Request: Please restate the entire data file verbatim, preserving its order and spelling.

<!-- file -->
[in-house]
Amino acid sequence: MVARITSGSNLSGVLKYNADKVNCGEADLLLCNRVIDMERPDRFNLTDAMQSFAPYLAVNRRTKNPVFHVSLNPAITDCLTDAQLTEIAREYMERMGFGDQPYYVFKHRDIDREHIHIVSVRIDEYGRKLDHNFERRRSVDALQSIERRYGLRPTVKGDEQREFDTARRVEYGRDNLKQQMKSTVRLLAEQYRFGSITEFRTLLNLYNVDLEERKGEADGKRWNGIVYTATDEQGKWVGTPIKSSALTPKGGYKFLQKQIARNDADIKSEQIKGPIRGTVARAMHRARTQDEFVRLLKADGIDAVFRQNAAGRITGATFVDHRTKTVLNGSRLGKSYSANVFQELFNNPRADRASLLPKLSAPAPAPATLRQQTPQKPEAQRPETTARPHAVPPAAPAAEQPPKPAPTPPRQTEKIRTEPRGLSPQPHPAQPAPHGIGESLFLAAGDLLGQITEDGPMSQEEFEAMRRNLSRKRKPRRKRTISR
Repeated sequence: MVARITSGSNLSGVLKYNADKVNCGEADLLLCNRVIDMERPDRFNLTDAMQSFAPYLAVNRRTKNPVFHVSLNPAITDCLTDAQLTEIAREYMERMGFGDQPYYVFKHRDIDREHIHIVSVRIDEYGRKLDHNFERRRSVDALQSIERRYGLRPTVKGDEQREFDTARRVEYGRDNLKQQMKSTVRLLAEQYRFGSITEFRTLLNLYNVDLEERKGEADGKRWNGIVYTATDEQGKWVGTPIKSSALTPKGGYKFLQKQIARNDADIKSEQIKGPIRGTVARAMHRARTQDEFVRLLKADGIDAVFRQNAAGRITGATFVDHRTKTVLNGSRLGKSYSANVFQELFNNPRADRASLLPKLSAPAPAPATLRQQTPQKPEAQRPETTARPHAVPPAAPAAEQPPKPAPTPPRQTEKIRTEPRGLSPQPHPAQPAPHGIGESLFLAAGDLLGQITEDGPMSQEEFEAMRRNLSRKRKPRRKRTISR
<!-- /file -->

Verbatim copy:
[in-house]
Amino acid sequence: MVARITSGSNLSGVLKYNADKVNCGEADLLLCNRVIDMERPDRFNLTDAMQSFAPYLAVNRRTKNPVFHVSLNPAITDCLTDAQLTEIAREYMERMGFGDQPYYVFKHRDIDREHIHIVSVRIDEYGRKLDHNFERRRSVDALQSIERRYGLRPTVKGDEQREFDTARRVEYGRDNLKQQMKSTVRLLAEQYRFGSITEFRTLLNLYNVDLEERKGEADGKRWNGIVYTATDEQGKWVGTPIKSSALTPKGGYKFLQKQIARNDADIKSEQIKGPIRGTVARAMHRARTQDEFVRLLKADGIDAVFRQNAAGRITGATFVDHRTKTVLNGSRLGKSYSANVFQELFNNPRADRASLLPKLSAPAPAPATLRQQTPQKPEAQRPETTARPHAVPPAAPAAEQPPKPAPTPPRQTEKIRTEPRGLSPQPHPAQPAPHGIGESLFLAAGDLLGQITEDGPMSQEEFEAMRRNLSRKRKPRRKRTISR
Repeated sequence: MVARITSGSNLSGVLKYNADKVNCGEADLLLCNRVIDMERPDRFNLTDAMQSFAPYLAVNRRTKNPVFHVSLNPAITDCLTDAQLTEIAREYMERMGFGDQPYYVFKHRDIDREHIHIVSVRIDEYGRKLDHNFERRRSVDALQSIERRYGLRPTVKGDEQREFDTARRVEYGRDNLKQQMKSTVRLLAEQYRFGSITEFRTLLNLYNVDLEERKGEADGKRWNGIVYTATDEQGKWVGTPIKSSALTPKGGYKFLQKQIARNDADIKSEQIKGPIRGTVARAMHRARTQDEFVRLLKADGIDAVFRQNAAGRITGATFVDHRTKTVLNGSRLGKSYSANVFQELFNNPRADRASLLPKLSAPAPAPATLRQQTPQKPEAQRPETTARPHAVPPAAPAAEQPPKPAPTPPRQTEKIRTEPRGLSPQPHPAQPAPHGIGESLFLAAGDLLGQITEDGPMSQEEFEAMRRNLSRKRKPRRKRTISR